Arthur Black: Kindness, authenticity and humour



The night nurse tiptoed into Art’s hospital room at 3 a.m. on the day he had chosen as his last. For Art, that time couldn’t come quickly enough — the cancer, its toxins and its pain, were goose-stepping through his body. 

Art stirred as she took his hand and said to him, “It’s time for your pain meds. You’re going to feel a little prick.” A sleepy-scratchy version of Art’s famous voice said, “What did you call me?”

Though it wasn’t his normal voice it was his normal humour. Even this horrid intruder called pancreatic cancer couldn’t take that from him.

Arthur Black and I have been friends and confidantes for about 20 years. That sleepover on his last night wasn’t our first. Along with a couple of other wacky friends, we once isolated ourselves in a log cabin deep in the Cariboo mountains of B.C. for a few days: no power, no phones, no internet. It was bliss. There aren’t many people one can be cooped up with like that and the result is a closer relationship, but that sums up Art in a way that explains why his friends, family, readers, listeners and Canadians in general loved this guy so much. It was impossible not to.

Here’s the deal: He was kind and genuine. It’s that simple; those are the traits that foreigners use to describe what they like about Canadian culture. He personified what we aspire to (or should aspire to). The fact that he was funny was a bonus that came with the original package.

Some excerpts from recent email exchanges will give you a feel for who Art was, all the way to the finish line:

Jan. 10 (in response to whether he would be playing snooker the next day): “Can’t think of a Trudeauvian way to gild this, so here goes: pancreatic cancer with a side dish of Type Two diabetes. My doctor’s lips say he’s optimistic, but his body language says ‘don’t buy any green bananas.’ We’ll see what’s down the road. It could be chemotherapy and you know what that means . . . It means I could lose my hair.”

Jan. 27 (in response to a question about whether a few of us might get away for a “boys weekend”):

“I think it was William Saroyan who, near the end of his careen through life, wrote “I’m falling apart . . . and it’s INTERESTING!” ‘Tis too, you know. The human body is a real clown cupboard of tricks and foibles (and betrayals) never dreamt during the first 70-odd years, when everything ran tickety-boo. Knowing your days are numbered serves to remind a body of what really matters. Like the chittering of juncos on the bird feeders. The smell of wood smoke on the wind. The way a chunk of dark chocolate explodes and disseminates through the mouth, the flavour rolling out like the tongues of a tsunami or the opening chords of a symphony.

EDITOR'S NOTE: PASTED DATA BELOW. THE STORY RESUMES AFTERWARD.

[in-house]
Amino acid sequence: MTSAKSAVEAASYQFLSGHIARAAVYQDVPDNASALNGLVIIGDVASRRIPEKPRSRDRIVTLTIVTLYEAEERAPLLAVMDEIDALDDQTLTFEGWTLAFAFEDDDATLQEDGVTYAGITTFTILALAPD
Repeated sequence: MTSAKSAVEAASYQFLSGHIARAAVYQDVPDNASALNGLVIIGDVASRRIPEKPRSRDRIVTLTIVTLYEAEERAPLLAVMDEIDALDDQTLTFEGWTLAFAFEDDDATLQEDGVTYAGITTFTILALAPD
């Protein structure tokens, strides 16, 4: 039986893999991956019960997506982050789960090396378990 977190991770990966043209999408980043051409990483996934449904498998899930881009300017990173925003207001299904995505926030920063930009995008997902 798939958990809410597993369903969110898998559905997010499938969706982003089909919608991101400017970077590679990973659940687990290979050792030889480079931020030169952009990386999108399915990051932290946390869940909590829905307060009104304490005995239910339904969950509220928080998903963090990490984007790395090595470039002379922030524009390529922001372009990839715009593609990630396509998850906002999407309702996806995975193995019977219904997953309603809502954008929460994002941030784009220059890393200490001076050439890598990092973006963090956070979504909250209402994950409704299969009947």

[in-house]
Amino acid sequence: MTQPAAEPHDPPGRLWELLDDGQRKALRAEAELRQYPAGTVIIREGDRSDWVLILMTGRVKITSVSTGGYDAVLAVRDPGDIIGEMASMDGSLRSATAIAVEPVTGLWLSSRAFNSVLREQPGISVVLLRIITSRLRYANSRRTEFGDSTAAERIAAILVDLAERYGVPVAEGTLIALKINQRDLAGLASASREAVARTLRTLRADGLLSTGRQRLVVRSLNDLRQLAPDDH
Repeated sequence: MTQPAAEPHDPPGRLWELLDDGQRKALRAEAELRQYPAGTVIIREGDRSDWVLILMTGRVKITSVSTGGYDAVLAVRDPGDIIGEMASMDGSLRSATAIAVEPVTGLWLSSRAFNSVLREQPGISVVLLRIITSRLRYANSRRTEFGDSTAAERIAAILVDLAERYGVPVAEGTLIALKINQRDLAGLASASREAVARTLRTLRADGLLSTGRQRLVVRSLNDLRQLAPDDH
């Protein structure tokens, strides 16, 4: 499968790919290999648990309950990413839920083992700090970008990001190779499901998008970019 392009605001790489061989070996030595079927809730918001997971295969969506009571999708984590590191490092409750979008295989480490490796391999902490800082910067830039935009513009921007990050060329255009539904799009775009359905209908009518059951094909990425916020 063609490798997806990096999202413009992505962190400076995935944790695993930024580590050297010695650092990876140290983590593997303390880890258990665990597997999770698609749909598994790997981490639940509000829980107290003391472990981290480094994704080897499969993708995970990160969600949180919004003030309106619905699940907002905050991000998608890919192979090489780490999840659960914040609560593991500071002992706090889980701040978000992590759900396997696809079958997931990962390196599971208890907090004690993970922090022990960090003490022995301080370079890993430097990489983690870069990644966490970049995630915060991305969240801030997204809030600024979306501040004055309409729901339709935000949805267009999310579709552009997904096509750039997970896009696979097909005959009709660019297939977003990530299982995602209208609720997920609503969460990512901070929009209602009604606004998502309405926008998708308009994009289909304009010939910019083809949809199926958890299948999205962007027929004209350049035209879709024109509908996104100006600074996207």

“Speaking of great sensations I would LOVE to try to re-create that magic lost weekend in the Cariboo, but I fear the window of opportunity has passed. I am embroiled in medical appointments that whisk me, with little advance warning, to fluorescent-lit, stainless steel-heavy locales in Victoria, Cowichan and Saanich. I’ve also lost a step or two.  Energy levels are down. Mountain-climbing would be out.”

Feb. 9 (in response to a question about whether he feels up to lunch or snooker):   “I’m no good for lunch (and probably snooker as well) but why not drop over after you get a bite? I’m currently in residence at the Lady Minto Spa and Retreat (valet parking).”

We spent much of those last days talking about love. Especially about how men (at least men in our culture) have difficulty expressing and showing love for each other. When we do rouse up the courage to tell a male friend how we feel, we do it in an awkward ultramasculine way — as if we’re throwing an uppercut to the face: “I love you man.”

Girls hold hands, women hold hands, little boys hold hands — but not men friends. So Art and I started holding hands, and sitting beside each other on his bed, reading emails from his laptop with our arms around each other’s shoulders. We should have done it years ago.

At one point during the wee hours of that last sleepover I woke to hear Art groaning a bit. He was frowning as I moved closer and asked, “Art . . . what’s the matter?”

He replied: “I can’t get that asshole Trump out of my mind.”

Kindness, authenticity and humour. That was Arthur Black. A fitting tribute to him would be to simply keep those three notions in mind whenever you interact with another human. And don’t be afraid to hold hands.

The writer is a former Salt Spring resident and Driftwood columnist who was a good friend of Arthur Black’s.  Black died on Feb. 21.

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